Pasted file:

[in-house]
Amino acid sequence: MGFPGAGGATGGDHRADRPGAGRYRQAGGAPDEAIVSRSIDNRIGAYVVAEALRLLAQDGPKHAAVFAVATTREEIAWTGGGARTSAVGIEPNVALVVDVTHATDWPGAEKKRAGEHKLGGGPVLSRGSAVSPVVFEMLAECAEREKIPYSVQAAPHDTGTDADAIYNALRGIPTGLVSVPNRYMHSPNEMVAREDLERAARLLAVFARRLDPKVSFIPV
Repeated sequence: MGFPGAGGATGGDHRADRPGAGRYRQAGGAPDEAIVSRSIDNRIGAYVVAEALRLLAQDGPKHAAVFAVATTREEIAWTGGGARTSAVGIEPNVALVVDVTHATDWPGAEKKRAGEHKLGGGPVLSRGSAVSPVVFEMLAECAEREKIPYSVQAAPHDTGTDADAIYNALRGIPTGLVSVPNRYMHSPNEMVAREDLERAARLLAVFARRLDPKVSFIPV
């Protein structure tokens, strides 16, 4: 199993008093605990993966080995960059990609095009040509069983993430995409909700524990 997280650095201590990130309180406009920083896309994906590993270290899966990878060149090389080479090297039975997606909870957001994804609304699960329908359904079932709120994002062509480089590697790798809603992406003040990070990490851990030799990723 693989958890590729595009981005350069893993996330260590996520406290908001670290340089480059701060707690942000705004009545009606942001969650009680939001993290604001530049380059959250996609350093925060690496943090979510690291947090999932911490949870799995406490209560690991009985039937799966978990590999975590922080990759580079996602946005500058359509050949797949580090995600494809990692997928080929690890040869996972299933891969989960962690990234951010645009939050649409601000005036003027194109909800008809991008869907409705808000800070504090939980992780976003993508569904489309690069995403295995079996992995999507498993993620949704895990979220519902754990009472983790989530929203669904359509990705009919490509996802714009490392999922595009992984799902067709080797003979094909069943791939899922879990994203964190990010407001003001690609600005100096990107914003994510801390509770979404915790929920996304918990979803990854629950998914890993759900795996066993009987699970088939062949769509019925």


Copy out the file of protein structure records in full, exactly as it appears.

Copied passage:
[in-house]
Amino acid sequence: MGFPGAGGATGGDHRADRPGAGRYRQAGGAPDEAIVSRSIDNRIGAYVVAEALRLLAQDGPKHAAVFAVATTREEIAWTGGGARTSAVGIEPNVALVVDVTHATDWPGAEKKRAGEHKLGGGPVLSRGSAVSPVVFEMLAECAEREKIPYSVQAAPHDTGTDADAIYNALRGIPTGLVSVPNRYMHSPNEMVAREDLERAARLLAVFARRLDPKVSFIPV
Repeated sequence: MGFPGAGGATGGDHRADRPGAGRYRQAGGAPDEAIVSRSIDNRIGAYVVAEALRLLAQDGPKHAAVFAVATTREEIAWTGGGARTSAVGIEPNVALVVDVTHATDWPGAEKKRAGEHKLGGGPVLSRGSAVSPVVFEMLAECAEREKIPYSVQAAPHDTGTDADAIYNALRGIPTGLVSVPNRYMHSPNEMVAREDLERAARLLAVFARRLDPKVSFIPV
């Protein structure tokens, strides 16, 4: 199993008093605990993966080995960059990609095009040509069983993430995409909700524990 997280650095201590990130309180406009920083896309994906590993270290899966990878060149090389080479090297039975997606909870957001994804609304699960329908359904079932709120994002062509480089590697790798809603992406003040990070990490851990030799990723 693989958890590729595009981005350069893993996330260590996520406290908001670290340089480059701060707690942000705004009545009606942001969650009680939001993290604001530049380059959250996609350093925060690496943090979510690291947090999932911490949870799995406490209560690991009985039937799966978990590999975590922080990759580079996602946005500058359509050949797949580090995600494809990692997928080929690890040869996972299933891969989960962690990234951010645009939050649409601000005036003027194109909800008809991008869907409705808000800070504090939980992780976003993508569904489309690069995403295995079996992995999507498993993620949704895990979220519902754990009472983790989530929203669904359509990705009919490509996802714009490392999922595009992984799902067709080797003979094909069943791939899922879990994203964190990010407001003001690609600005100096990107914003994510801390509770979404915790929920996304918990979803990854629950998914890993759900795996066993009987699970088939062949769509019925």